January 28, 2009

Being Slow

(Horse, cart, people and goats in Kaolack, Senegal, by Mike Levin)

I woke up this morning ready for a cup of coffee. Last night, I watched a show about Ethiopia on the travel channel. It reminded me of the coffee I bought a few months ago from the local Ethiopian restaurant. The whole process of roasting your own coffee intrigued me. I tried it myself and loved it. It only takes about 10 or 15 minutes to put the green beans in a pot, open all the windows and shut off the smoke alarm, and roast them yourself. It would take me just as long to ride my bike to the coffee shop and buy some roasted coffee. But, how long has the coffee been sitting, roasted, leaking out all those wonderful flavors and aromas?

So, I’m roasting some happy, green, Ethiopian beans as I write this article. The beans are crackling. The wind is blowing through the house. I smell roasting coffee and it’s good. In a few minutes, I’ll scoop out a handful and grind them. Then, I’ll make some delicious coffee.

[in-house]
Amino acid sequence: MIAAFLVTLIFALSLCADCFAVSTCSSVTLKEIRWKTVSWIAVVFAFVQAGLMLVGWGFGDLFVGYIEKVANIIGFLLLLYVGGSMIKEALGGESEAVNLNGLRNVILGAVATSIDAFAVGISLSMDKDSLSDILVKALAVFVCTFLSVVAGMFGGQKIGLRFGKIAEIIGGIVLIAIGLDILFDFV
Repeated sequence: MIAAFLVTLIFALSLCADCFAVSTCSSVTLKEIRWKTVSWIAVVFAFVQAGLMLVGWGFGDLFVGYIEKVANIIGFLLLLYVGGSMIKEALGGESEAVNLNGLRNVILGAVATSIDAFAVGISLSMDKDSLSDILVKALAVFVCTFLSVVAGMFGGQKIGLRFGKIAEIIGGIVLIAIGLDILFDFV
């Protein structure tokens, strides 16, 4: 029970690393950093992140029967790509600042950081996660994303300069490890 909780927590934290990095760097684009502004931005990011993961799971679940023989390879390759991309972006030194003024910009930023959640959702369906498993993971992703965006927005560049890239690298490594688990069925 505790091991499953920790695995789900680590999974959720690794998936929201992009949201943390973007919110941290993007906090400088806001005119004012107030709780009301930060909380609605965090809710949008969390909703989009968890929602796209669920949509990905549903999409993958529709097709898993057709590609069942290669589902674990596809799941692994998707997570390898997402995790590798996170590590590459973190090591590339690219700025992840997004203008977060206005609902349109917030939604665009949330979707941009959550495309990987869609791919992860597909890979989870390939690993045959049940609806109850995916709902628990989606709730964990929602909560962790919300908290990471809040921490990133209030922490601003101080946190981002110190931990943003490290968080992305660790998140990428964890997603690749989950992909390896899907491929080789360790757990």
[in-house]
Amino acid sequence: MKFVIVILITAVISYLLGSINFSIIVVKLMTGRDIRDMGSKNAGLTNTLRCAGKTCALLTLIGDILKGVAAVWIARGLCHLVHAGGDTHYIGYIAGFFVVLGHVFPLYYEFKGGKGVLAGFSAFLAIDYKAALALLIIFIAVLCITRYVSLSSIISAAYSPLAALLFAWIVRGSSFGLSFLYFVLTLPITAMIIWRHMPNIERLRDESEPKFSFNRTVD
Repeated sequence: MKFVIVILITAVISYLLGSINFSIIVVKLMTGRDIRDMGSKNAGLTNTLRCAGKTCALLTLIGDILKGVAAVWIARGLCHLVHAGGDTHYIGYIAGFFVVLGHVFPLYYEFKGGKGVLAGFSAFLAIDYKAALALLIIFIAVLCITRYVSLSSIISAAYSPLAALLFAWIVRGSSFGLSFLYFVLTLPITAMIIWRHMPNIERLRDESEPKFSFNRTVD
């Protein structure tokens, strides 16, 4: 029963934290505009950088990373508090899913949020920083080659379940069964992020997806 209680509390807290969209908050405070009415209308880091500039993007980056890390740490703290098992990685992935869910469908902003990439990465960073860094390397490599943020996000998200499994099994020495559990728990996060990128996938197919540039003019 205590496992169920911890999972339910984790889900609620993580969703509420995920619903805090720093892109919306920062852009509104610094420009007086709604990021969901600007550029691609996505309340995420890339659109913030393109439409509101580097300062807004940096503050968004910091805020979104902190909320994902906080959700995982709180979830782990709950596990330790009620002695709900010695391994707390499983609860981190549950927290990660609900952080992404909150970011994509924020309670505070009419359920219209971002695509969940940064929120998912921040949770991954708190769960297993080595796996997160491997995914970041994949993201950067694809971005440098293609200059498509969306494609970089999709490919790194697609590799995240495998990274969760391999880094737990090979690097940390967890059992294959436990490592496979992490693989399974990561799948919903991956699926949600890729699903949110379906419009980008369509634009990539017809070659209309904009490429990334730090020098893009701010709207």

It occurs to me that there’s a difference between being slow and planning ahead. I’m grinning as I write this. The slow food movement promotes not only savoring every bite of your meal, but buying locally. The thing about roasting your own coffee is that it tastes best right after it’s roasted. So, you have to take your time. If you want a cup of fresh roasted coffee, it’s going to take a little while.

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